John Sawyer (James Mason) is a washed-up barrister who has descended into alcoholism after his wife left him for another man some time ago. He now lives in his rambling town house, passing the time by listening to his old records and grasping a tumbler of Scotch as often as he can, limping when he walks thanks to an injury he inflicted on himself while drunk. He is not technically alone there, for he lives with his teenage daughter Angela (Geraldine Chaplin) who shuns his company and acts as if she has no parents at all, only interacting with her father when she really has to. But she really has to when one of her party acquaintances is found shot dead in their attic room...
Come the late nineteen-sixties, strange things were happening with movies, and with censorship easing and a new attraction to youth culture in the air, producers struggled to keep up. One film that did capture the interest of the time and heralded much of what was to come was 1966's Blowup, directed by Michelangelo Antonioni and executive produced by a cultural commentator from Bulgaria, Pierre Rouve. He dabbled in cinema throughout this decade, and while the Antonioni effort was his biggest hit by far, he only directed one project, and Stranger in the House was it, a frankly pale shadow of the envelope-pushing previous success - but not without interest.
If Blowup still seems striking today, like it or not, Stranger in the House had a more curious provenance and place, having been based on a novel by Maigret creator Georges Simenon and played out like a mystery thriller, complete with "I suppose you're all wondering why I've brought you here"-style finale. These trappings were something from an earlier age and looked it, Mason a big name but not really headlining big movies in the way he used to, mostly taking smaller pictures for the money in the hope a juicier role might come along, so quite how many of ver kids wanted to see someone of their father's age as the hero of a film aimed at them was questionable at best.
Another aspect setting it apart from the Italian director's take on Swinging London was that he was prepared to go much further than anyone else, so his picture had a break for a raucous rock song, some nudity, and its own mystery that he dared not to solve, preferring to throw it out there as a discussion point on the meaning of existence and perception. You would not get that here, no matter that a stripper was central to the plot, she turns her back when she undoes her corset, and any philosophical endeavours were downplayed in favour of a distinctly unimpressed view of the younger generation, as many of these films would share: according to a lot of them, the youngsters were capable of terrible crimes, indeed they were attracted to them, culminating in Stanley Kubrick's A Clockwork Orange in 1971.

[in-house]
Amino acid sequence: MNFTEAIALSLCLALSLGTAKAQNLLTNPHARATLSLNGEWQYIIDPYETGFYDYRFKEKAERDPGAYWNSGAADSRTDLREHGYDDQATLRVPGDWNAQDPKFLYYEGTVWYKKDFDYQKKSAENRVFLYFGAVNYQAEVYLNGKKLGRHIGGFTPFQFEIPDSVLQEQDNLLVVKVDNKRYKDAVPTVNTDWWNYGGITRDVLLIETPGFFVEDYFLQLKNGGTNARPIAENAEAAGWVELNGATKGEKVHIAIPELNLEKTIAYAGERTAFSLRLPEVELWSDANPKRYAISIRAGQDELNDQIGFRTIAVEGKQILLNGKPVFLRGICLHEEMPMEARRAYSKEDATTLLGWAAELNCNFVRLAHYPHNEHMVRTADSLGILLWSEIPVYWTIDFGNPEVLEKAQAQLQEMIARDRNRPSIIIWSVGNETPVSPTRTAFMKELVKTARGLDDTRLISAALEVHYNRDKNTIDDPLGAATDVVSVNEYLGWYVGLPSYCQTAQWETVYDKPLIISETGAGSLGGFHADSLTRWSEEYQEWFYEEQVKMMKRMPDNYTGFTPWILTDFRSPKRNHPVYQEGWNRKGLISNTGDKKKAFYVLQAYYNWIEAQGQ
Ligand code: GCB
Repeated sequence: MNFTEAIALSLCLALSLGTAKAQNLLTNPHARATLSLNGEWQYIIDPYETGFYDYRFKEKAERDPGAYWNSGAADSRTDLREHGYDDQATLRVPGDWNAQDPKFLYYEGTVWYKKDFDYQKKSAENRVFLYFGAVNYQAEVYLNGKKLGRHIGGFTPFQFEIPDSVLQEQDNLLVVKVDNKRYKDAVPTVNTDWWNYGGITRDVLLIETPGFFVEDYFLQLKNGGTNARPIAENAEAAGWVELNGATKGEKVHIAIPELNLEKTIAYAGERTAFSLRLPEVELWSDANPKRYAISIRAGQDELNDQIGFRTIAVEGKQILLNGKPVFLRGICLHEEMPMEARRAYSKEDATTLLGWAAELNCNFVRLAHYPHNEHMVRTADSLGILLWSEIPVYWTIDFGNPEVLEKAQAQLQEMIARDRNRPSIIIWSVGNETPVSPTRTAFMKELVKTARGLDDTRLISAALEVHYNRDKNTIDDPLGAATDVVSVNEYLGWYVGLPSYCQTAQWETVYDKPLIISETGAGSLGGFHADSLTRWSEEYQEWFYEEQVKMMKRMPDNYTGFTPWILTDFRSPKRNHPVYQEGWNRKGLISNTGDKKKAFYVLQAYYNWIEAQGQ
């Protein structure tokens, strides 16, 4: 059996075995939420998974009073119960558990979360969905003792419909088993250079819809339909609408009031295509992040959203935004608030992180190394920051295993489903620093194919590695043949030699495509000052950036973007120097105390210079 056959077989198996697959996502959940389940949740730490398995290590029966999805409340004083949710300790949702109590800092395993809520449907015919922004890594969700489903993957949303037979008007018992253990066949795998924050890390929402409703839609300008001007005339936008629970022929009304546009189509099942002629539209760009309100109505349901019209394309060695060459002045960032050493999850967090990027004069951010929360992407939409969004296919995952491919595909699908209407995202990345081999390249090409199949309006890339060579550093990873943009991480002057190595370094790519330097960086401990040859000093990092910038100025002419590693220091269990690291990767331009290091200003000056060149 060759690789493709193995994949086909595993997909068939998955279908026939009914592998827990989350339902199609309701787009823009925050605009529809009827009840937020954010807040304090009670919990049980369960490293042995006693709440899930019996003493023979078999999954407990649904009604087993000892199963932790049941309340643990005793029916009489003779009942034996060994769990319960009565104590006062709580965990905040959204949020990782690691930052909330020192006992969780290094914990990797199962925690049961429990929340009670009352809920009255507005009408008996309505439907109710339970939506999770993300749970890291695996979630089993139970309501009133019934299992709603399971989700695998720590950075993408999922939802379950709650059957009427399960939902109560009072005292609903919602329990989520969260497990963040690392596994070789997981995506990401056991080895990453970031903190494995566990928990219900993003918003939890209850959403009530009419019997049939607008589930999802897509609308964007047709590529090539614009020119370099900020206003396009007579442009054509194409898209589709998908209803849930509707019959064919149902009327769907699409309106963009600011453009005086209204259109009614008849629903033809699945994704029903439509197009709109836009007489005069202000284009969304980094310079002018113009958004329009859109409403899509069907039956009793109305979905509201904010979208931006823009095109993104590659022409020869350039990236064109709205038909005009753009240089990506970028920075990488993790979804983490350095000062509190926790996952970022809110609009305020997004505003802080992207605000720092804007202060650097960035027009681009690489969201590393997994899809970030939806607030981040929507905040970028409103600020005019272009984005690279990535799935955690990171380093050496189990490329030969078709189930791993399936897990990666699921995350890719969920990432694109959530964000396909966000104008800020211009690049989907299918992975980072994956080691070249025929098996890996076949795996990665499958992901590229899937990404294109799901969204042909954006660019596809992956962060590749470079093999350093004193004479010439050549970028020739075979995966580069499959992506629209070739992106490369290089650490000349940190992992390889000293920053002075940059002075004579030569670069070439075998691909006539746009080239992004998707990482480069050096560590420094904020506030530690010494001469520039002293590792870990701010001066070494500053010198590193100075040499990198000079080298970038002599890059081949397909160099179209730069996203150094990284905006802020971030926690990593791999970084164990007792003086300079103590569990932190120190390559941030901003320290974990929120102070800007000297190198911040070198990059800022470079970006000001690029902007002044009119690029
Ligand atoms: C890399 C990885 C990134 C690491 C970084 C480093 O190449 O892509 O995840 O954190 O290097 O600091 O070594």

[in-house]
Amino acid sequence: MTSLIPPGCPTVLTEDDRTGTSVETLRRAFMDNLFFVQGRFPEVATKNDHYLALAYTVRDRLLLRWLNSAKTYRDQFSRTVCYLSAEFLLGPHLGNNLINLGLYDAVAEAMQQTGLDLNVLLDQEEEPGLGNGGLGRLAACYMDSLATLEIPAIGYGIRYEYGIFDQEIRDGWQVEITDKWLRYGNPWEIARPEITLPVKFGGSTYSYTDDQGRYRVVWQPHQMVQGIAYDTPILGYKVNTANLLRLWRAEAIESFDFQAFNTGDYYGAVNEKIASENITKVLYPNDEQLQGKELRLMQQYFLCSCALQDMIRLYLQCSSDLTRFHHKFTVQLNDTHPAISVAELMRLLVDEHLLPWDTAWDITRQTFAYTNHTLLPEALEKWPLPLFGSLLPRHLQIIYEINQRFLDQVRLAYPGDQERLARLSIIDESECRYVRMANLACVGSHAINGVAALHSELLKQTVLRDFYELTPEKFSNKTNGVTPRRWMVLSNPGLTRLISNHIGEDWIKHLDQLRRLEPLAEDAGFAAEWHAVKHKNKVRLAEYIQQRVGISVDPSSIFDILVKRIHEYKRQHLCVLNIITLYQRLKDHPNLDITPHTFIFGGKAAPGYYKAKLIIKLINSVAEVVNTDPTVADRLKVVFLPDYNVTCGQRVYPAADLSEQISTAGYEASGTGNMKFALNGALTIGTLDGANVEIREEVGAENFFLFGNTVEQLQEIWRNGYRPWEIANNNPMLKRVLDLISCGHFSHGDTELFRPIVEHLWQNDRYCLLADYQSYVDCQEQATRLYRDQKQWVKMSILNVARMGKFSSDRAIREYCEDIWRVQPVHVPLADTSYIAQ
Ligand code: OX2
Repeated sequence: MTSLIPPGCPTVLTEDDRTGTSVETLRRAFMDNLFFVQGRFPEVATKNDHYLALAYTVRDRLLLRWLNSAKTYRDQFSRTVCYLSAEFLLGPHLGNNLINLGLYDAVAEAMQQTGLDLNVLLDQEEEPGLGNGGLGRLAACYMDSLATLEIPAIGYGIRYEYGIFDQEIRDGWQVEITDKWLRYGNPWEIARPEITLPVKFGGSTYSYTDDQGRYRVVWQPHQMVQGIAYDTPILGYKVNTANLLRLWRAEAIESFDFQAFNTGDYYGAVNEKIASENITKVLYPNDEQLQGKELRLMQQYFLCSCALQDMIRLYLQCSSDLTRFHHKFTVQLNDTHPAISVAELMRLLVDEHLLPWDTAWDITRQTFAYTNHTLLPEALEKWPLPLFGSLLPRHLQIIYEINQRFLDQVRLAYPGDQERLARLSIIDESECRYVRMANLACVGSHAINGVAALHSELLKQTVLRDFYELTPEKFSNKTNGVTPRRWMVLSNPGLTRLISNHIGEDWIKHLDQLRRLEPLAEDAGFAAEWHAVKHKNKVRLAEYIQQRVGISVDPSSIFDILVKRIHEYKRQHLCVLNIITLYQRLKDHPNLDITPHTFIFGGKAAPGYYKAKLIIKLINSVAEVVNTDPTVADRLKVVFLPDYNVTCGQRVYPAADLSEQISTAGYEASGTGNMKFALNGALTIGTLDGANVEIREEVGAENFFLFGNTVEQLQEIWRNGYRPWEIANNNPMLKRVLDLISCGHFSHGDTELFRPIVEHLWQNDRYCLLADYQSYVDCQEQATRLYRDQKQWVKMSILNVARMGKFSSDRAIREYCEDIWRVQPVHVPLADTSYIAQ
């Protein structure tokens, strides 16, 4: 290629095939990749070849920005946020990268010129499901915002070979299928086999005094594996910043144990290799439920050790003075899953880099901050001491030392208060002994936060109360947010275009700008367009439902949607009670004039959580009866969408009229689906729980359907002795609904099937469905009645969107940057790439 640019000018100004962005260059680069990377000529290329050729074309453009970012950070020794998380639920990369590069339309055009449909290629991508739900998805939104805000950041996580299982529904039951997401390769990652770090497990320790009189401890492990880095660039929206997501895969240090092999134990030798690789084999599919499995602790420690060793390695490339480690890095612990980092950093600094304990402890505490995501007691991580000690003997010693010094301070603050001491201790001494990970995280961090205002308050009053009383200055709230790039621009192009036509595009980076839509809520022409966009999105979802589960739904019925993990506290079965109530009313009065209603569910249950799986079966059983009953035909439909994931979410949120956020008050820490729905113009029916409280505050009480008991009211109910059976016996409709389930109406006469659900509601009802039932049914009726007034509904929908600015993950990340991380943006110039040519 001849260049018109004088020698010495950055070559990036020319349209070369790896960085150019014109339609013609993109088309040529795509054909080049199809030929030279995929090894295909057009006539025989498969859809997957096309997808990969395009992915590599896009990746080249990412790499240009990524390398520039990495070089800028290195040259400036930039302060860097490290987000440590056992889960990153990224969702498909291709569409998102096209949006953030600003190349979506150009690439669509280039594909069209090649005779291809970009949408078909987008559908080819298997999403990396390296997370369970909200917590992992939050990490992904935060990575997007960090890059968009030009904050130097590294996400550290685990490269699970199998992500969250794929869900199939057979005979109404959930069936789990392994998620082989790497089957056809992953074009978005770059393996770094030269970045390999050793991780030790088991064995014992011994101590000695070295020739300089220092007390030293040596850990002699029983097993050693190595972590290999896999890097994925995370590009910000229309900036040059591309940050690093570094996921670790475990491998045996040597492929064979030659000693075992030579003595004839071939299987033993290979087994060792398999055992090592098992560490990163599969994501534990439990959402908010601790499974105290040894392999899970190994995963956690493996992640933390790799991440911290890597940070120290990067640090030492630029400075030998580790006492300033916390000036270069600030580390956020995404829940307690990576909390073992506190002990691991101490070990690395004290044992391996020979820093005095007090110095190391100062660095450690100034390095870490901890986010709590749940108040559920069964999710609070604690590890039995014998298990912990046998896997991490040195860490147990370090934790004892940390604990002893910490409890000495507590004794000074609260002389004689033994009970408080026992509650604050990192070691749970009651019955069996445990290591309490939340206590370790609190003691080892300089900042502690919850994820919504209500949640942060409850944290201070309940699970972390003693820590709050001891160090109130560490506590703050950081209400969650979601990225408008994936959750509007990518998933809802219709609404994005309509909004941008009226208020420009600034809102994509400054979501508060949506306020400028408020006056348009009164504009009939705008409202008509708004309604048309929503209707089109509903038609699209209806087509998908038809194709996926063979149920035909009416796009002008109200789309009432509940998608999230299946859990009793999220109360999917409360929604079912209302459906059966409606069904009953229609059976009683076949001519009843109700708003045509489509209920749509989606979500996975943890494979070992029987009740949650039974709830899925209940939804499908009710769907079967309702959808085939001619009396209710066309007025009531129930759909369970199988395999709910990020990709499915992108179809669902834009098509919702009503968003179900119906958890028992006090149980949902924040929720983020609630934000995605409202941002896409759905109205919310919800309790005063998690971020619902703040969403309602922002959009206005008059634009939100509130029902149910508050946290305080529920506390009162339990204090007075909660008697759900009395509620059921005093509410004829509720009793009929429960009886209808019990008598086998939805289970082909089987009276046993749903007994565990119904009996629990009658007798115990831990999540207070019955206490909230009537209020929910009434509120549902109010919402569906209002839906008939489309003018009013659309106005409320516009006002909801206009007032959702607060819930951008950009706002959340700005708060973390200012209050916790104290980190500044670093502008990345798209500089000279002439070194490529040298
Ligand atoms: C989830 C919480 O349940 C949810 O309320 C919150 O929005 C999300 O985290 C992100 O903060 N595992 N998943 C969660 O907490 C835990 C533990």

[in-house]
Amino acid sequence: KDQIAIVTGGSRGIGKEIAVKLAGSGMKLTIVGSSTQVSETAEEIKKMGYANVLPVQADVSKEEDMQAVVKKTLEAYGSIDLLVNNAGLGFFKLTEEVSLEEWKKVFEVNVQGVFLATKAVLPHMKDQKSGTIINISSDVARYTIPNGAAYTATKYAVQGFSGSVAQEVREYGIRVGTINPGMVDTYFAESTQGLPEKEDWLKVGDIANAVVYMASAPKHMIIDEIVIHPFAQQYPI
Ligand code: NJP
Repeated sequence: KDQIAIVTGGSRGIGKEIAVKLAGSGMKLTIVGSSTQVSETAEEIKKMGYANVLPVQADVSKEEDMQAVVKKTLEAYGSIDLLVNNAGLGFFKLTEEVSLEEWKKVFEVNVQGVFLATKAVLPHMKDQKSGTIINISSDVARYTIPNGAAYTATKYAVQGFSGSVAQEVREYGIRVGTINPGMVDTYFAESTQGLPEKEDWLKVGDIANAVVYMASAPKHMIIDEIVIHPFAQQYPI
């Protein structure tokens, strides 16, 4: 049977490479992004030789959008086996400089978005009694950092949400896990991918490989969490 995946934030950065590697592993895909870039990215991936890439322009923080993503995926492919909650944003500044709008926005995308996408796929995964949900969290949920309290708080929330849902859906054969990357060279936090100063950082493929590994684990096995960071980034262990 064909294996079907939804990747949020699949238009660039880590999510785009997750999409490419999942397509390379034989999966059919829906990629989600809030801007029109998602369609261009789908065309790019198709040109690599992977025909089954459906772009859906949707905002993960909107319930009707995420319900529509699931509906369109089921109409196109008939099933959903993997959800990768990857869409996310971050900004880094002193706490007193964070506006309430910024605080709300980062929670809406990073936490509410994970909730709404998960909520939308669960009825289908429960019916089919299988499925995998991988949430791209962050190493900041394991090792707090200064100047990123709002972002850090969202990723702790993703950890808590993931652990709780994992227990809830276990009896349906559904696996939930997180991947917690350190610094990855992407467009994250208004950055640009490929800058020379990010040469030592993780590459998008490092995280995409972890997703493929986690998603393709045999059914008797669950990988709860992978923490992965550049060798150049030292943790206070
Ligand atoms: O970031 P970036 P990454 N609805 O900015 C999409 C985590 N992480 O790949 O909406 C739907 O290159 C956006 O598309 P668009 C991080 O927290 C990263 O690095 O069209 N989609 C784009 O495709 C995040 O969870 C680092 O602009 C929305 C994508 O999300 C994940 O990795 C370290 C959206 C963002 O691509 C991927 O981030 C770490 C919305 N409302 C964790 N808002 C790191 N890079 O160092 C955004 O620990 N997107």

Rouve did not wish to go that far, and had the crime here the spark that reignited the lost affection between father and daughter, which was quite sweet, but sentimentality did not have a foothold in the story otherwise. The director served up some interesting choices that may not have rendered his work hip and happening, but it did make for arresting visuals: take Sawyer's flashbacks which, while in colour, were largely white with spots of black. Then there were the dimensions of the buildings the characters inhabited, vague at best and generating an oddly disorienting sense of space, emphasised by their settings in houses that had seen better days, a decay in what we could make out creating a feeling of a society falling apart - not dramatically, but casually, neglectfully. If this had been made the year later, the year of the student riots, maybe Rouve would have been more forceful, but here his idea of a cool signing was crooner Bobby Darin, who played the victim. The tension betwixt old and new was clear and made this compelling when the plot faltered. Music by John Scott.
[Stranger in the House is on Blu-ray from the BFI as part of their Flipside strand. Those features in full:
Presented in High Definition and Standard Definition G.G. Passion (David Bailey, 1966, 25 mins): a pop singer is hounded to death in this fab film featuring Chrissie Shrimpton and Caroline Munro
Good Strong Coffee (c1968, 2 mins): swingers swig coffee in this psychedelic ad for the black stuff
Tram Journey Through Southampton (c1990, 1 min)
Charlie Chaplin Sails From Southampton (1921, 1 min)
Southampton Docks (1964, 24 mins): marvellous mod machinery at work on a merchant vessel
Original theatrical trailer
James Mason in Conversation (1981, 86 mins, audio only): the actor discusses his career in an interview at the National Film Theatre, London
Newly recorded commentary by Flipside founders Vic Pratt and William Fowler
Illustrated booklet with new writing by Jonathan Rigby, Omer Ali and Antion Vikram Singh Meredith (formerly Vic Briggs of The Animals).]